5 Ways Turkey is Actually Better than Greece

For my most recent escapades across the Aegean Sea, while the Greek Islands were what I was looking forward to the most, Turkey was the place that really surprised me. Istanbul quickly climbed my list of favorite destinations and now holds a solid place as one of the top three cities I’ve ever been to. I wish we had allocated much more than two days to see everything as we severely underestimated its sheer size and all it had to offer.

Going in with the impression that the Turks were pushy, aggressive and rude to women (all things I’d heard from fellow travelers), our experience was quite the contrary. Much like France, where the men get a bad wrap, I found the Turkish hospitality to be pleasant, accommodating and the very definition of service.

While I rarely like to repeat locales, Turkey is definitely somewhere that deserves another look (especially for the amazing cave hotels and air balloon rides in Cappadocia!). Here are just a few of the reasons the country is so great (not even including that their National Sport is Oil Wrestling. Seriously, Google It.).

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  1. A City By The Sea

Unlike Athens, which is a dirty, polluted commuter hub, Turkey’s central city is amazing. The European San Francisco if you will, Istanbul is divided into neighborhoods surrounding the Bosphorus strait on one side and the Black Sea on the other, which makes the division between the old section of town and the modern world very apparent, along with a clear separation where the country straddles Europe and Asia (Be sure to take the ferry to Chinatown!). Almost everywhere you go you can smell the sea and walk with the breeze in your hair.

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  1. Way More Ruins, and Way Less Trashed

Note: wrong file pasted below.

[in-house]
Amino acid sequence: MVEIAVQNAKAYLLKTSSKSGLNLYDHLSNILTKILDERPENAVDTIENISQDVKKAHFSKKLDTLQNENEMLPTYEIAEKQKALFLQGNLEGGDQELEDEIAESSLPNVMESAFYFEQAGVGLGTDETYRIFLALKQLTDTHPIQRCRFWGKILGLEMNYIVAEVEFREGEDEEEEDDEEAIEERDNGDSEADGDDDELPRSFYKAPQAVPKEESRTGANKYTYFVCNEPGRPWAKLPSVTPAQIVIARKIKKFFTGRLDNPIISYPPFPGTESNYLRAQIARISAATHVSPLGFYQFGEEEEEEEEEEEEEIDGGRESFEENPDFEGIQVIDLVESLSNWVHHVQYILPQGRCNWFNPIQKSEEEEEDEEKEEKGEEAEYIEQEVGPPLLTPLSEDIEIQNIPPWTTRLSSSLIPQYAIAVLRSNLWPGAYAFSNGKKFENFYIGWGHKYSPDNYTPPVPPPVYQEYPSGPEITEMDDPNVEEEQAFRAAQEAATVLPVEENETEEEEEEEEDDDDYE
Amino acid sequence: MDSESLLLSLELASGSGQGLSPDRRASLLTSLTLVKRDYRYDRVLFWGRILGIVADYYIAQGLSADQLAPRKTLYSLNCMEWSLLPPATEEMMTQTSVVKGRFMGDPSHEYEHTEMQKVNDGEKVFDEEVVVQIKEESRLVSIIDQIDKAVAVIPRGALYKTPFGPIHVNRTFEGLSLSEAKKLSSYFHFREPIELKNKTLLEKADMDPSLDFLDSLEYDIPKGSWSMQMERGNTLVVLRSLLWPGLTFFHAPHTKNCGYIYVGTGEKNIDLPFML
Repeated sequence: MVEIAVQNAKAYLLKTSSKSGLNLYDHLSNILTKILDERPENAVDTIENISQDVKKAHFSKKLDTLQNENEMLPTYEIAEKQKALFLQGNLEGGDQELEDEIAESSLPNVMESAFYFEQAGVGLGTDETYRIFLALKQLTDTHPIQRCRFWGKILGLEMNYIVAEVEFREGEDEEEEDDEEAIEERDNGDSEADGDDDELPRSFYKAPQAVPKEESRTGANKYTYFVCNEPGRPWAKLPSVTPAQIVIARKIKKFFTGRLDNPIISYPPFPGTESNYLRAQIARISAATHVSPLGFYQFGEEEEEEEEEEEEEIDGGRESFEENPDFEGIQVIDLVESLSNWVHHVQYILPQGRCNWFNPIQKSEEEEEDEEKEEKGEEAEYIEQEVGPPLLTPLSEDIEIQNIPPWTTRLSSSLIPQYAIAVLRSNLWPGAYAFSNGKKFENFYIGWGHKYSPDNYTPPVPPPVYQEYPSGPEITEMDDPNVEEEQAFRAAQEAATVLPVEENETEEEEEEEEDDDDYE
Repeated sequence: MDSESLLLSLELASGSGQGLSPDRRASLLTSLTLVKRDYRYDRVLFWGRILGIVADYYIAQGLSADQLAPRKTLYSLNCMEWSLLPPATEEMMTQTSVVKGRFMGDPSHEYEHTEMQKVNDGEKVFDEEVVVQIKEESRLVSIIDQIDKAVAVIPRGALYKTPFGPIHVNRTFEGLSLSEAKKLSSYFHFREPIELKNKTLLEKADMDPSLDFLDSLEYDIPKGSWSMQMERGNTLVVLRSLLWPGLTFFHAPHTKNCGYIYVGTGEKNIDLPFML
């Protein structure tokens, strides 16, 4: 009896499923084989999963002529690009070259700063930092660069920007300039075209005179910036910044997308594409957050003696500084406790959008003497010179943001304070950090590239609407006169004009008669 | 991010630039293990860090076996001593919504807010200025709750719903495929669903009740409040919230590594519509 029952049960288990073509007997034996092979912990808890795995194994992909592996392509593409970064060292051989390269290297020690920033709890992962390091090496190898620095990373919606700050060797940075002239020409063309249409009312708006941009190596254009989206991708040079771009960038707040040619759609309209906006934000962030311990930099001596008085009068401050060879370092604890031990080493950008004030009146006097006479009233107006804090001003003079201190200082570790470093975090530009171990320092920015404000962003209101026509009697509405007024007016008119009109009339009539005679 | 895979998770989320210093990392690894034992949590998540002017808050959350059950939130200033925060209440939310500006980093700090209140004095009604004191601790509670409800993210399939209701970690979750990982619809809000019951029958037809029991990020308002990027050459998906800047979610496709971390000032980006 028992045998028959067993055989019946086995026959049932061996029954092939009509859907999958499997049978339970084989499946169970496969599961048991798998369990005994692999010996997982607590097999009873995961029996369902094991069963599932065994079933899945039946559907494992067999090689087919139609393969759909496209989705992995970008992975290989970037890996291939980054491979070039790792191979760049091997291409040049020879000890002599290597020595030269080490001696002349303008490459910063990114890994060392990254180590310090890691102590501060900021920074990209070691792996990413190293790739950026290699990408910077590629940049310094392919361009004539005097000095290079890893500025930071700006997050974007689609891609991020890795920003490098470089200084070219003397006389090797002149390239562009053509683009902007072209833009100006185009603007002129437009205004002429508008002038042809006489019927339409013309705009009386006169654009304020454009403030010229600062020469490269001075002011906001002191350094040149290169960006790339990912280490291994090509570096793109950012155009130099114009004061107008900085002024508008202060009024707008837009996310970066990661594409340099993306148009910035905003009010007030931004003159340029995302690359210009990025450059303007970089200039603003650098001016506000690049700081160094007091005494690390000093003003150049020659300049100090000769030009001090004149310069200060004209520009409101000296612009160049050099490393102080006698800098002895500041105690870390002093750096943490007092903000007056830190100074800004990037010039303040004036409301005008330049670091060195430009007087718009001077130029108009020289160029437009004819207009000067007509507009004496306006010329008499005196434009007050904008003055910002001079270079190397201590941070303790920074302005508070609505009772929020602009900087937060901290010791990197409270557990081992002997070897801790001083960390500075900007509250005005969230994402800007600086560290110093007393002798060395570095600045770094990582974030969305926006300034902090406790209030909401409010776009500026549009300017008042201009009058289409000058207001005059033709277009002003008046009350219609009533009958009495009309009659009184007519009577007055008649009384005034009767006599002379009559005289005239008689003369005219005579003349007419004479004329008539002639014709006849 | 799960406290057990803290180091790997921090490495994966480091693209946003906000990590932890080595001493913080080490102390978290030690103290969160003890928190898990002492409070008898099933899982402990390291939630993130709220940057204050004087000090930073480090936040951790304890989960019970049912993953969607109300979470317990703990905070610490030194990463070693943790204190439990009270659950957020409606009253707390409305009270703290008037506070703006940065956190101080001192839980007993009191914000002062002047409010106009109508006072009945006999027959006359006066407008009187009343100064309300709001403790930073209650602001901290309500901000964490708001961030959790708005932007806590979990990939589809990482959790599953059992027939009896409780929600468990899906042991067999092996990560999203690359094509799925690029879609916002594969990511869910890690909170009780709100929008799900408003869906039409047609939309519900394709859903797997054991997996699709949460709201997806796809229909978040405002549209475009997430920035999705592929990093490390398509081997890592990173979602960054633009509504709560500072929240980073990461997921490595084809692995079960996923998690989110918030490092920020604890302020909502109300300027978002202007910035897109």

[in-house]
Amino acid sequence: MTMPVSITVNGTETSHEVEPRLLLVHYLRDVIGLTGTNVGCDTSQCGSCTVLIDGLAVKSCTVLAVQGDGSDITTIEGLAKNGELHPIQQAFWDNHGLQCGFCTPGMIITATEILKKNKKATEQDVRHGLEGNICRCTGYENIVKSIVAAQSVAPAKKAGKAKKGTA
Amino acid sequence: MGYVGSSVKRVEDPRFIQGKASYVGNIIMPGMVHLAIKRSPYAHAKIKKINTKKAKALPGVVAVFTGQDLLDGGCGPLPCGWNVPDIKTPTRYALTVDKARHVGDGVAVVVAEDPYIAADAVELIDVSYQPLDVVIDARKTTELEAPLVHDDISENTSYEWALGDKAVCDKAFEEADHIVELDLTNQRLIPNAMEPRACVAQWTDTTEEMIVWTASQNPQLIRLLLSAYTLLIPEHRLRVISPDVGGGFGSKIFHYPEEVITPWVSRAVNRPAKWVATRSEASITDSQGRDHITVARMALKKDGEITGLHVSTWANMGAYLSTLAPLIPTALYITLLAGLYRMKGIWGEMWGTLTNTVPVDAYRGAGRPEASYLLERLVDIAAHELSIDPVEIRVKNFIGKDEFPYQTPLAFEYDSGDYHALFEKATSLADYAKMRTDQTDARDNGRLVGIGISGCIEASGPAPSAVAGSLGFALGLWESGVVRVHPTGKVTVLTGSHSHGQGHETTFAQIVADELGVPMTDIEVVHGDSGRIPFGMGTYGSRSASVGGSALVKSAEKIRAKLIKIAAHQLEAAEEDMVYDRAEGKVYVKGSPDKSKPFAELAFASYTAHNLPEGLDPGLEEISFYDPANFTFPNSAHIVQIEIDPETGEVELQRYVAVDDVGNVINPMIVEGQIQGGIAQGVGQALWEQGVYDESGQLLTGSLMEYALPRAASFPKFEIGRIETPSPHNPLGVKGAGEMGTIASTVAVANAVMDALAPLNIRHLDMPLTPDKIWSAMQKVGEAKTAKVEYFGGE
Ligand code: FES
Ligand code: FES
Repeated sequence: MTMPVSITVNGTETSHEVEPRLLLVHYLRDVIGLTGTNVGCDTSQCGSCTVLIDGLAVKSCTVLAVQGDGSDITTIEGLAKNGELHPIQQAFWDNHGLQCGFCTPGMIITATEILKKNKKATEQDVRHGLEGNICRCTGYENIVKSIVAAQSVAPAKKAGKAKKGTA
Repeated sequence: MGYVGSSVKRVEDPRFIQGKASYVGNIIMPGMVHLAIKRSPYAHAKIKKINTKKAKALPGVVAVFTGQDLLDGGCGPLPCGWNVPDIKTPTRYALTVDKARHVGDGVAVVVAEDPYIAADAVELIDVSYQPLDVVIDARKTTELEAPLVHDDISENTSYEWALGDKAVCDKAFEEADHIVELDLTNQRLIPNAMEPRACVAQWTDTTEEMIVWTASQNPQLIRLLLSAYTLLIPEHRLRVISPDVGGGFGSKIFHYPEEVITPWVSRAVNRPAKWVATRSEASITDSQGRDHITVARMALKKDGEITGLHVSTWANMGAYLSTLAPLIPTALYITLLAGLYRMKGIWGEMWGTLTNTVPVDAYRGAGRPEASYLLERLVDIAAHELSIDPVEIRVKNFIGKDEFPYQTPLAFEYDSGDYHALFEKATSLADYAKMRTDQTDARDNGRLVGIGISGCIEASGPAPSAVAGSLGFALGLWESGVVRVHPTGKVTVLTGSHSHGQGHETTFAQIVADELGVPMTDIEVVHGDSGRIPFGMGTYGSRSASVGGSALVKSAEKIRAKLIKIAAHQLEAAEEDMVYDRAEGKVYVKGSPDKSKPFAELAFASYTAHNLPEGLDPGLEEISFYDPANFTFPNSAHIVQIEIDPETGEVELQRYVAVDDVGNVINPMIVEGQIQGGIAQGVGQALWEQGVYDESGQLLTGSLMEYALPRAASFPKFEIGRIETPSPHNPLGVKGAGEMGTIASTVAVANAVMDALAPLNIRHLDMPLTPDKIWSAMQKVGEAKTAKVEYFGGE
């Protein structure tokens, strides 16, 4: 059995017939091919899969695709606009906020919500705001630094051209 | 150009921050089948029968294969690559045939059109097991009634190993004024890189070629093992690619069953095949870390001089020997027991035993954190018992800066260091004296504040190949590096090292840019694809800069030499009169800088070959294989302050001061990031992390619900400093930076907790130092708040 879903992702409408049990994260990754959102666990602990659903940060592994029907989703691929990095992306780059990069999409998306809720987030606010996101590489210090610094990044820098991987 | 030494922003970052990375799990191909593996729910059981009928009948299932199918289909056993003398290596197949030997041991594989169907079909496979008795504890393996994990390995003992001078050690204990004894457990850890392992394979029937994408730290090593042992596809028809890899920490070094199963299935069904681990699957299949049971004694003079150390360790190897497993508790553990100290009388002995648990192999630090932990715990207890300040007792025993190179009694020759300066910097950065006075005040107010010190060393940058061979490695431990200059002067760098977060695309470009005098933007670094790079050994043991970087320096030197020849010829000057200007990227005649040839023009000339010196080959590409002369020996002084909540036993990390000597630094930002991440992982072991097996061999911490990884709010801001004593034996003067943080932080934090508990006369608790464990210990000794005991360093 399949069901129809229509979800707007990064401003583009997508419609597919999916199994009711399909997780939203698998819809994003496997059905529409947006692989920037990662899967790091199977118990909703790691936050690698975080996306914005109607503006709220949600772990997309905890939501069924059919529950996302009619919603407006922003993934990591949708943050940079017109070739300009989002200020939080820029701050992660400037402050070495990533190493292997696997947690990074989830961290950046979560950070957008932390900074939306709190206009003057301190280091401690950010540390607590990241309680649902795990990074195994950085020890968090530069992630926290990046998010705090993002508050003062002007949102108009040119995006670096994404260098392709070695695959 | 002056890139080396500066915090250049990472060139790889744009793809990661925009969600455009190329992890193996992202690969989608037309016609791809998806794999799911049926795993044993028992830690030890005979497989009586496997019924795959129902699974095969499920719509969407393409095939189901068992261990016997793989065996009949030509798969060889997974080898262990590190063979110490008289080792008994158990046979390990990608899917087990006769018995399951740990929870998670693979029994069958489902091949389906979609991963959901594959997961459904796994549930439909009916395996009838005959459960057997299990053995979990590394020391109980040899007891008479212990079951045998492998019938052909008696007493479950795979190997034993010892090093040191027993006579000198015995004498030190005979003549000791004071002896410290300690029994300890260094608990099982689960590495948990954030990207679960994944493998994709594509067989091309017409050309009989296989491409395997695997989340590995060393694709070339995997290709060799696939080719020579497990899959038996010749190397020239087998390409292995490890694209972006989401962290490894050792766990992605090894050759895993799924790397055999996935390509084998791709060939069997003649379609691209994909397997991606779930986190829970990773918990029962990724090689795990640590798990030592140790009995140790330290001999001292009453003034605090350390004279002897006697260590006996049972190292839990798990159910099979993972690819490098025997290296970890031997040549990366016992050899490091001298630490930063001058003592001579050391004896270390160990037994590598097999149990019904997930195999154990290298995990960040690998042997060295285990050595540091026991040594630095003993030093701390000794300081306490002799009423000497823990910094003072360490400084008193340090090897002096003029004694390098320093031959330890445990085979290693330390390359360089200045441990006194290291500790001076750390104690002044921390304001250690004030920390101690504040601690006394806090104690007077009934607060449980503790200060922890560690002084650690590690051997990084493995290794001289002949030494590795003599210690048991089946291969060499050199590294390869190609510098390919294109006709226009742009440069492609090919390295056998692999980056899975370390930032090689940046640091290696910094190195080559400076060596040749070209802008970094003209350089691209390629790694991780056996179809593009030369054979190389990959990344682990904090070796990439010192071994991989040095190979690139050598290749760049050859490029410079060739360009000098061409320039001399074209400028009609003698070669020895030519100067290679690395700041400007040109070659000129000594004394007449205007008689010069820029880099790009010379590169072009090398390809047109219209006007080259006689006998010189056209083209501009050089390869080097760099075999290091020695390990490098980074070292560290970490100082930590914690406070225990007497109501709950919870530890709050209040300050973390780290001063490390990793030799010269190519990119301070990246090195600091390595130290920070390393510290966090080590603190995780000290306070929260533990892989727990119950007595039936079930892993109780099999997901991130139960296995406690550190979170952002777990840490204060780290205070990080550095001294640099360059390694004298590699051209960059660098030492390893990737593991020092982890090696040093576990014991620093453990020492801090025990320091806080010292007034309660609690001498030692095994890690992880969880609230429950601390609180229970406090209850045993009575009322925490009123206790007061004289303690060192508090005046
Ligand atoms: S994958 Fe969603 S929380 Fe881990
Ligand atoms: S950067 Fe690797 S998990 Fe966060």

If you think only Greece is famous for the Parthenon and the Acropolis (that were sadly both littered with cigarette butts), think again. Kusadasi, a Turkish port town, is actually home to Ephesus, the largest collection of Roman ruins in the eastern Mediterranean and some of the best-preserved ruins in the world. Estimated to have only excavated about 15%, one of the must-sees is the Temple of Artemis, one of the original Seven Wonders of the World.

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  1. Mediterranean Cuisine…Elevated

I couldn’t have been more excited to devour Greek food from its place of origin, and believe me, the fresh feta tomato salads, spanakopita, and baklava were everything I’d hoped they’d be and more. Until I got to Turkey that is. Using same Mediterranean flavors as a base, Turkish cuisine packs even more of a punch, with a strong emphasis on saffron, paprika and cumin from the plentiful spice markets sprinkled throughout the country. One standout dish was the Testi kebab, a Turkish stir-fry cooked in a clay pot, set ablaze and cracked open in front of you with a flourish. How Turkish cuisine has managed to stay under the radar is beyond me because it’s insanely creative and satiable.